You’re waiting patiently as your cross-country redeye flight taxis out to the runway. You get a farewell text from your significant other/current obsession and the impulse to recount every detail of your boarding experience kicks in. You flirt heavily, like exercise, because holy hell, will this flight ever take off? and it’s fun and distracting and why not. Then all of a sudden, as you get to the part about the sleeping man who keeps leaning on to your shoulder, the flight attendants signal (and scream at you) that it’s time to put all electronics away. EMERGECNY: You’re about to hit a five hour signal dead zone and now you’re being forced to terminate a conversation without an actual conclusion.
Good news to anyone who has encountered the above scenario: After over two decades of what has been regularly deemed a useless rule, the Federal Aviation Administration has lifted the ban on electronics usage during those last minute moments before flights. Little do they realize how many relationship arguments they have likely averted.
The FAA has banned cell phone and other mobile devices since the early ’90s, fearing that use during takeoff and landing could interfere the plane’s systems. Despite investigations proving the contrary, the rule was continued because it just felt right. But no more! In a press release, the FAA announced that the ban was overturned, “based on input from the PED Aviation Rulemaking Committee (ARC) which concluded that most commercial airplanes can tolerate radio interference signals from PEDs.”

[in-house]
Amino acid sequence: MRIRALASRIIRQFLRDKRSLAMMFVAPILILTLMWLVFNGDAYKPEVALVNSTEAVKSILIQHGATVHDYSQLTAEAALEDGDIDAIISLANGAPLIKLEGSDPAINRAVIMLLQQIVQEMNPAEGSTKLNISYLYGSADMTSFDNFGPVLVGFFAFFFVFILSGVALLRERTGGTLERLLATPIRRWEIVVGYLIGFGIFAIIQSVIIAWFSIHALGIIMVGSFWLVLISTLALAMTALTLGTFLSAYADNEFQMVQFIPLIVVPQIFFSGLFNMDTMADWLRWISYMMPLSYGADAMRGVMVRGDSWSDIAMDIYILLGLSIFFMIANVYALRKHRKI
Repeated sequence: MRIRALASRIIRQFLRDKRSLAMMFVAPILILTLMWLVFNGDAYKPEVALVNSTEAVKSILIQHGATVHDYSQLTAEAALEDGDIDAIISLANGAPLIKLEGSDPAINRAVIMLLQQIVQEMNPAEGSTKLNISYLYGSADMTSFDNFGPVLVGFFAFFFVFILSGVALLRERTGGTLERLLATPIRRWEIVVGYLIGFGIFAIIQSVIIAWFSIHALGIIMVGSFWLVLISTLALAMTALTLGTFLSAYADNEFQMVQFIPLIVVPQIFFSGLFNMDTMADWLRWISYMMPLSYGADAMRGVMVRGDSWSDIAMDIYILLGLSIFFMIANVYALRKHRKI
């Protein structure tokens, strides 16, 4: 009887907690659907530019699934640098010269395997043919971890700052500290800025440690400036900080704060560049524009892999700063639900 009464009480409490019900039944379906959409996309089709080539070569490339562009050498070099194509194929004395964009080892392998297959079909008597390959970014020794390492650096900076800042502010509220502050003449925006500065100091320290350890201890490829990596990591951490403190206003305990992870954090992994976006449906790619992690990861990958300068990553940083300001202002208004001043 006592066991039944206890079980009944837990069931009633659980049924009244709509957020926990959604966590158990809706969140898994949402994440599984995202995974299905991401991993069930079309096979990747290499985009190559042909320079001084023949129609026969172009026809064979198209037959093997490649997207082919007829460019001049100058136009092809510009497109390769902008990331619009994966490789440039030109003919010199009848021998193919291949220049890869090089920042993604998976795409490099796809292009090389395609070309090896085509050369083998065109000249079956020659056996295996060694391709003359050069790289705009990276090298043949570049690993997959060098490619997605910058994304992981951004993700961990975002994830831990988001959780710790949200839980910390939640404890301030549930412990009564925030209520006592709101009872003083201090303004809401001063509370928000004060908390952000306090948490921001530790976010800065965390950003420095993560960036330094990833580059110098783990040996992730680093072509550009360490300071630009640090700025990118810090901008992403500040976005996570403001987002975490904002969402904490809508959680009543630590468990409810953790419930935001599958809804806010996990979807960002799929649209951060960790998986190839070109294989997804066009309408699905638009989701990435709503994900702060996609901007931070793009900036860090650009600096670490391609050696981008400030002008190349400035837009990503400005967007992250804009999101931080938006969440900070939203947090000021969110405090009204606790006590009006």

The government organization states that rollout process of the reversed rule will vary among airlines, but that they expect airlines to allow passengers to safely use their devices in airplane mode, gate-to-gate, by the end of 2013. They still continue to suggest turning your phone to “airplane” or “off” modes during the flight, because signal is still crap while airborne. Sorry, your flirting can’t continue forever.
Matt Patches is a writer and reporter living in New York City. His work has been featured on Vulture, Time Out New York, and The Hollywood Reporter. He is the host of the pop culture podcast Operation Kino.